Marabel and the Book of Fate ★★☆☆☆

In Magikos, life is dictated by the Book of Fate’s ancient predictions, including the birth of a royal Chosen One who will save the realm. Princess Marabel has grown up in the shadow of her twin brother, Marco, who everyone assumes is the true Chosen One. While Marco is adored and given every opportunity, Marabel is overlooked and has to practice her sword fighting in secret.

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marabelandthebookoffate.jpgIn Magikos, life is dictated by the Book of Fate’s ancient predictions, including the birth of a royal Chosen One who will save the realm. Princess Marabel has grown up in the shadow of her twin brother, Marco, who everyone assumes is the true Chosen One. While Marco is adored and given every opportunity, Marabel is overlooked and has to practice her sword fighting in secret.

But on the night of their thirteenth birthday, Marco is kidnapped by an evil queen, and Marabel runs to his rescue. Outside the castle walls for the first time, accompanied by her best friend and a very smug unicorn, Marabel embarks on a daring mission that brings her face-to-face with fairies, trolls, giants–and the possibility that all is not as it seems in Magikos.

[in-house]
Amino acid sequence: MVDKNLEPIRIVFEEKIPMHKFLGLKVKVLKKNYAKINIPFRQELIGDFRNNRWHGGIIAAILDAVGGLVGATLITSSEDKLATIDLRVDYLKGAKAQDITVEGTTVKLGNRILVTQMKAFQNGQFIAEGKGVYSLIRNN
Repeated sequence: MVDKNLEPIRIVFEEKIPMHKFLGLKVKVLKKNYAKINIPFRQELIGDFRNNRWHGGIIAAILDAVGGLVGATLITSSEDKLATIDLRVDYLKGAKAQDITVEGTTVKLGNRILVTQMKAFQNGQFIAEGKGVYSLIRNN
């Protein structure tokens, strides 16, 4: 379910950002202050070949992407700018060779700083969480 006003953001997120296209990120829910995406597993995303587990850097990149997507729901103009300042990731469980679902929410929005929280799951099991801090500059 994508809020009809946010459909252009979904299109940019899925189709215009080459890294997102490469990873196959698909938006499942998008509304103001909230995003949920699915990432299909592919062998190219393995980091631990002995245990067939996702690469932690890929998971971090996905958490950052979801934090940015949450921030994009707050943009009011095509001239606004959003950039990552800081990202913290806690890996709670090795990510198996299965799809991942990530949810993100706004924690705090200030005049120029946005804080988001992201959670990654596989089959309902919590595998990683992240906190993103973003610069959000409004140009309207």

I was really turned off by the pacing. So much of what happens after Marco, Marabel’s brother, is kidnapped only serves to move Marabel toward the next plot point rather than showing us her character. Her claustrophobic maid conveniently has a key to break her out of confinement and knows a secret way out of the castle.

A path, it is worth noting, that Marabel, the princess, has no knowledge of.

On their way out they meet a unicorn who talks and also has information to provide them as they flee the castle in hopes of rescuing Marco. The opening would have been more successful had Marabel made her own choices and found this information without it falling in her lap.

She has so much potential to be an adorable and relatable character but she’s only painted as a tropey second child. Her brother is The Chosen One and no one pays attention to her. Even the castle guards ignore her when she tells them she saw someone suspicious walk into her brother’s birthday celebration.

So much of the opening forces us to pity her rather than showing me reasons to be sympathetic on my own and the amount of time we spend being told to pity her slows the opening down immensely.

Publication Date: February 6th, 2018
Amazon . Barnes and Noble

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